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Photo: PIERLUIGI PRATURLON/REX/Shutterstock.
Robert Aldrich

In 2012, the 50th anniversary of What Happened to Baby Jane?, John Patterson described Aldrich in The Guardian: "He was an patrician leftie with a marked sense of injustice, a militant and effective president of the Directors' Guild and, after The Dirty Dozen, the furiously independent owner of his own studio. He was a punchy, caustic, macho and pessimistic director (the end of Kiss Me Deadly is the end of the world), who depicted corruption and evil unflinchingly, and pushed limits on violence throughout his career. His aggressive and pugnacious film-making style, often crass and crude, but never less than utterly vital and alive, warrants — and will richly reward — your immediate attention."

(Fun fact: He was also a cousin to Nelson Rockefeller.)
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Photo: Kurt Iswarienko/FX.
Jack Warner (Stanley Tucci)

Yes, that Jack Warner. As in, half of Warner Bros. As in, this logo.

Born in London, Ontario in Canada, Jack Warner came to Hollywood in 1917 along with brothers Sam, Laemmle and Harry. In 1918, they produced their first film, the success of which enabled them to found a studio. Thus, Warner Bros. was born (it would officially be named that in 1922). Jack would eventually take over the studio in the 1950s, after tricking his brothers into selling their shares. He would remain at the head of the studio until his retirement in 1969. I'm bad at math, but that's a looong career.
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Photo: Moviestore/REX/Shutterstock.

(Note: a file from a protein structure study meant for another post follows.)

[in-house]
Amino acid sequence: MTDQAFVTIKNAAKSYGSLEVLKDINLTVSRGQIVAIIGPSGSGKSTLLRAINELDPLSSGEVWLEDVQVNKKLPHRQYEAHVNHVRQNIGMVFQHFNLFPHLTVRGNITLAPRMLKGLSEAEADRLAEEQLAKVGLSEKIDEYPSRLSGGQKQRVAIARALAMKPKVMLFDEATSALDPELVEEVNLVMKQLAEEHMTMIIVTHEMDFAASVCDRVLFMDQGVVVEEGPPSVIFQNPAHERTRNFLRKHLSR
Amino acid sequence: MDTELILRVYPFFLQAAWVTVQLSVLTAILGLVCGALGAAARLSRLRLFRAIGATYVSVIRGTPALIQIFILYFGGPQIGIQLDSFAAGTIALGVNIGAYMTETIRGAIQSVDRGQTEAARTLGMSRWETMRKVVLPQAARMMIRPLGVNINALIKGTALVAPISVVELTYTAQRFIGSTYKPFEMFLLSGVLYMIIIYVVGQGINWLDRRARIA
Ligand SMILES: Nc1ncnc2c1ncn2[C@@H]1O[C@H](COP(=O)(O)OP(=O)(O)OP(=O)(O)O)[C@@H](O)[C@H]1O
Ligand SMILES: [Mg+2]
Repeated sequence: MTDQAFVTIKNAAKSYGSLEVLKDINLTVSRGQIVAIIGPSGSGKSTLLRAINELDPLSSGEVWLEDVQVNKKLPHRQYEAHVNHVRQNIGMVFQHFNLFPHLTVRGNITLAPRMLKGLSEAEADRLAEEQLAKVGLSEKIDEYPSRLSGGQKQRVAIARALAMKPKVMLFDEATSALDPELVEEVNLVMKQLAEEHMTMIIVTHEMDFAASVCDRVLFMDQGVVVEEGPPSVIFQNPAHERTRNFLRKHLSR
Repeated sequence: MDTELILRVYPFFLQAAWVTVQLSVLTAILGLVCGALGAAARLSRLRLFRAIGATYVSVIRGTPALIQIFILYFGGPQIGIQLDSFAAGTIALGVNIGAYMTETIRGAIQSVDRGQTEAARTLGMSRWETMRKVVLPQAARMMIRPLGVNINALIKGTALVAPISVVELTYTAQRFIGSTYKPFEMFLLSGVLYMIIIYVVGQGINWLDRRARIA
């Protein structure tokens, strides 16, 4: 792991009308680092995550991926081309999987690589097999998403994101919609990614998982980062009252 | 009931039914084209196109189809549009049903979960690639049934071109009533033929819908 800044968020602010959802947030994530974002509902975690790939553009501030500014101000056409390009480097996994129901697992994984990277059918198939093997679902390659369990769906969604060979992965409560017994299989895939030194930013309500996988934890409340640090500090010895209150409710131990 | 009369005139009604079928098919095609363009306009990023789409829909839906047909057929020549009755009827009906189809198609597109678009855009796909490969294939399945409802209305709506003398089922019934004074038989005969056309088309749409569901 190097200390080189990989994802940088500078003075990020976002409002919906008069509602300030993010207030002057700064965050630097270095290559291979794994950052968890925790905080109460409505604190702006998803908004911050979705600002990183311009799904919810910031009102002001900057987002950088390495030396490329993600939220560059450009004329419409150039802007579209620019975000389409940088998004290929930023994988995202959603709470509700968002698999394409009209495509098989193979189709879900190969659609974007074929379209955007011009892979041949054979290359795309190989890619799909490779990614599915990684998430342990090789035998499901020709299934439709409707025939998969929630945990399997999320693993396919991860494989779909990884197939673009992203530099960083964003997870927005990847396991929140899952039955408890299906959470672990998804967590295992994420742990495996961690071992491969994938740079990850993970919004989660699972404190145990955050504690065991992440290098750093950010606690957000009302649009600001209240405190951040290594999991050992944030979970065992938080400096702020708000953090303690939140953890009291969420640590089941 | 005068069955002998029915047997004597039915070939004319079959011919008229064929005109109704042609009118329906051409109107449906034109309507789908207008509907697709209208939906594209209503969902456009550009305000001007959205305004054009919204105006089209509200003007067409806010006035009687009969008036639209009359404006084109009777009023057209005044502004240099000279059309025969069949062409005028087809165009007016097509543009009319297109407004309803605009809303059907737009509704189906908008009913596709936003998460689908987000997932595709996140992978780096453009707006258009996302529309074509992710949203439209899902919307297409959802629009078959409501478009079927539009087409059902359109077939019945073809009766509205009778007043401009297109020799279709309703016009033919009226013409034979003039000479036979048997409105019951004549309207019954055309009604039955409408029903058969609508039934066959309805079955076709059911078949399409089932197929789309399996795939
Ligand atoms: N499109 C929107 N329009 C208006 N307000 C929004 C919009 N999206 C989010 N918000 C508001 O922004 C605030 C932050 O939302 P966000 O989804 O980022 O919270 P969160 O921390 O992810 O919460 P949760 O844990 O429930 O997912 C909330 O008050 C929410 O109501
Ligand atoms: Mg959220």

Jack Warner

As you can probably tell from the premiere episode of Feud, Warner wasn't the most patient of men. My personal favorite quote of his goes: "I don't want it good. I want it Tuesday."

It was this ruthless instinct that made him one of the most successful Hollywood entrepreneurs in history. He had an eye for spotting talent, and was known for giving as much diva treatment as he got from his top stars. In other words, Stanley Tucci isn't exaggerating when he monologues at length about Bette Davis, eventually dropping the C-bomb.
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Photo: Kurt Iswarienko/FX.
Hedda Hopper (Judy Davis)

Before there was The Shade Room, there was Hedda Hopper.

A former actress, Hopper became an A-list gossip columnist, enjoying a very real feud of her own with arch-nemesis and rival, fellow writer Louella Parsons. She got her start writing in 1938, when, with her movie career on the decline, she was offered the chance to write a column called "Hedda Hopper's Hollywood" for the Los Angeles Times.

Over the years, she became known for her ruthless pen, and even published a blind item about Spencer Tracy and Katharine Hepburn, which earned her a literal kick in the ass from Tracy when he ran into her one night. Appropriately, she often referred to her Beverly Hills mansion as "the house that fear built."
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Photo: Associated Newspapers/REX/Shutterstock.
Hedda Hopper

As you can see from this picture, Hopper was a hat aficionado. Exceptionally large chapeaus became a trademark of sorts, or, to paraphrase Mean Girls, a place to hide secrets.